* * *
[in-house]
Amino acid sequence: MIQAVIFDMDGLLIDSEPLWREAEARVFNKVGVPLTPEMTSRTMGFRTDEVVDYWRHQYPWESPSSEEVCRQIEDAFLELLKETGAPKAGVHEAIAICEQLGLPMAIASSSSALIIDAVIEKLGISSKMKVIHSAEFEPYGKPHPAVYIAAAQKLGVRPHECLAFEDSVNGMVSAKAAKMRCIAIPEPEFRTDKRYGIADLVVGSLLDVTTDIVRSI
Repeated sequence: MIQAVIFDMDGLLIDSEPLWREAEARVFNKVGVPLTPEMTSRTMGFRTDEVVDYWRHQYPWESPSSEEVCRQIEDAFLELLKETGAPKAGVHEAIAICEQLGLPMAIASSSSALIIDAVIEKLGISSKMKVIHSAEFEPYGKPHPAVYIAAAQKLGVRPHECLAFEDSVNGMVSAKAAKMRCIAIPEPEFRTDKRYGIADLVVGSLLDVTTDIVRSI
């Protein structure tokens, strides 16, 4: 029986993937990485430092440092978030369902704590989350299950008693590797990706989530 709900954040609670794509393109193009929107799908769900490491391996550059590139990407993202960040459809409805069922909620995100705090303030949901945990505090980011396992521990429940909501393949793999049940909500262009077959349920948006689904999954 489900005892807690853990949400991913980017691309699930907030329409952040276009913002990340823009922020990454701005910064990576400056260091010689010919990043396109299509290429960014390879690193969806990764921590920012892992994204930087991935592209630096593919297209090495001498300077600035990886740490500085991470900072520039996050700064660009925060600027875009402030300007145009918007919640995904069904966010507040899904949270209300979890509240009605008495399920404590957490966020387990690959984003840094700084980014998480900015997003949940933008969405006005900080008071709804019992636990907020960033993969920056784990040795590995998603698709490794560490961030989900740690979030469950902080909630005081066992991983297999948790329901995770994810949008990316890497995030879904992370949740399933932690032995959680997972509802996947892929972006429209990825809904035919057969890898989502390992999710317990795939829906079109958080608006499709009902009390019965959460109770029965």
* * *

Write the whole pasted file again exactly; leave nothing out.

[in-house]
Amino acid sequence: MIQAVIFDMDGLLIDSEPLWREAEARVFNKVGVPLTPEMTSRTMGFRTDEVVDYWRHQYPWESPSSEEVCRQIEDAFLELLKETGAPKAGVHEAIAICEQLGLPMAIASSSSALIIDAVIEKLGISSKMKVIHSAEFEPYGKPHPAVYIAAAQKLGVRPHECLAFEDSVNGMVSAKAAKMRCIAIPEPEFRTDKRYGIADLVVGSLLDVTTDIVRSI
Repeated sequence: MIQAVIFDMDGLLIDSEPLWREAEARVFNKVGVPLTPEMTSRTMGFRTDEVVDYWRHQYPWESPSSEEVCRQIEDAFLELLKETGAPKAGVHEAIAICEQLGLPMAIASSSSALIIDAVIEKLGISSKMKVIHSAEFEPYGKPHPAVYIAAAQKLGVRPHECLAFEDSVNGMVSAKAAKMRCIAIPEPEFRTDKRYGIADLVVGSLLDVTTDIVRSI
């Protein structure tokens, strides 16, 4: 029986993937990485430092440092978030369902704590989350299950008693590797990706989530 709900954040609670794509393109193009929107799908769900490491391996550059590139990407993202960040459809409805069922909620995100705090303030949901945990505090980011396992521990429940909501393949793999049940909500262009077959349920948006689904999954 489900005892807690853990949400991913980017691309699930907030329409952040276009913002990340823009922020990454701005910064990576400056260091010689010919990043396109299509290429960014390879690193969806990764921590920012892992994204930087991935592209630096593919297209090495001498300077600035990886740490500085991470900072520039996050700064660009925060600027875009402030300007145009918007919640995904069904966010507040899904949270209300979890509240009605008495399920404590957490966020387990690959984003840094700084980014998480900015997003949940933008969405006005900080008071709804019992636990907020960033993969920056784990040795590995998603698709490794560490961030989900740690979030469950902080909630005081066992991983297999948790329901995770994810949008990316890497995030879904992370949740399933932690032995959680997972509802996947892929972006429209990825809904035919057969890898989502390992999710317990795939829906079109958080608006499709009902009390019965959460109770029965």